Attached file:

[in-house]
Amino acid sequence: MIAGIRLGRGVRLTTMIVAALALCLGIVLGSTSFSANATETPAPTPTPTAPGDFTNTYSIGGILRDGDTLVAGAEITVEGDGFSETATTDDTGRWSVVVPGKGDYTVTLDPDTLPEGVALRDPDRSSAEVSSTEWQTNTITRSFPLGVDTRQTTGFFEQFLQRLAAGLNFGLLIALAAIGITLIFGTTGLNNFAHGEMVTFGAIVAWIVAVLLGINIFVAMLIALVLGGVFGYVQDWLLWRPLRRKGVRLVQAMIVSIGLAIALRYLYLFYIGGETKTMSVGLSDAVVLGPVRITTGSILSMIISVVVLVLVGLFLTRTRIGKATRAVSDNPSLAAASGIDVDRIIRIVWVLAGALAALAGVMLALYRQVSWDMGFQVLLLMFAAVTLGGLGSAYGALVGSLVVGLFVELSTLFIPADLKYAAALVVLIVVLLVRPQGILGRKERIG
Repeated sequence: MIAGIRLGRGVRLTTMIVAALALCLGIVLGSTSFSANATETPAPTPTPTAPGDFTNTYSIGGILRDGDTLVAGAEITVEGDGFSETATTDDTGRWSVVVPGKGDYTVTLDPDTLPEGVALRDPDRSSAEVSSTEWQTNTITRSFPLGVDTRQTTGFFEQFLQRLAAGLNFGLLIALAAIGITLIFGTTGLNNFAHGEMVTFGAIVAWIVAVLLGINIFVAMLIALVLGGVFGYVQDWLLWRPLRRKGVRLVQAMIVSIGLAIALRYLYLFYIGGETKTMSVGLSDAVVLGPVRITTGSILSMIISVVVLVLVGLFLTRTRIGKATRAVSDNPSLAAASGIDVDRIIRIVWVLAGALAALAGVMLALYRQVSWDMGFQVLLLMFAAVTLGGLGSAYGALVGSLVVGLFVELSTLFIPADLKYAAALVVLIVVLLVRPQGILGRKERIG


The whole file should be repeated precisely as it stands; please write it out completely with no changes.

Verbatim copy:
[in-house]
Amino acid sequence: MIAGIRLGRGVRLTTMIVAALALCLGIVLGSTSFSANATETPAPTPTPTAPGDFTNTYSIGGILRDGDTLVAGAEITVEGDGFSETATTDDTGRWSVVVPGKGDYTVTLDPDTLPEGVALRDPDRSSAEVSSTEWQTNTITRSFPLGVDTRQTTGFFEQFLQRLAAGLNFGLLIALAAIGITLIFGTTGLNNFAHGEMVTFGAIVAWIVAVLLGINIFVAMLIALVLGGVFGYVQDWLLWRPLRRKGVRLVQAMIVSIGLAIALRYLYLFYIGGETKTMSVGLSDAVVLGPVRITTGSILSMIISVVVLVLVGLFLTRTRIGKATRAVSDNPSLAAASGIDVDRIIRIVWVLAGALAALAGVMLALYRQVSWDMGFQVLLLMFAAVTLGGLGSAYGALVGSLVVGLFVELSTLFIPADLKYAAALVVLIVVLLVRPQGILGRKERIG
Repeated sequence: MIAGIRLGRGVRLTTMIVAALALCLGIVLGSTSFSANATETPAPTPTPTAPGDFTNTYSIGGILRDGDTLVAGAEITVEGDGFSETATTDDTGRWSVVVPGKGDYTVTLDPDTLPEGVALRDPDRSSAEVSSTEWQTNTITRSFPLGVDTRQTTGFFEQFLQRLAAGLNFGLLIALAAIGITLIFGTTGLNNFAHGEMVTFGAIVAWIVAVLLGINIFVAMLIALVLGGVFGYVQDWLLWRPLRRKGVRLVQAMIVSIGLAIALRYLYLFYIGGETKTMSVGLSDAVVLGPVRITTGSILSMIISVVVLVLVGLFLTRTRIGKATRAVSDNPSLAAASGIDVDRIIRIVWVLAGALAALAGVMLALYRQVSWDMGFQVLLLMFAAVTLGGLGSAYGALVGSLVVGLFVELSTLFIPADLKYAAALVVLIVVLLVRPQGILGRKERIG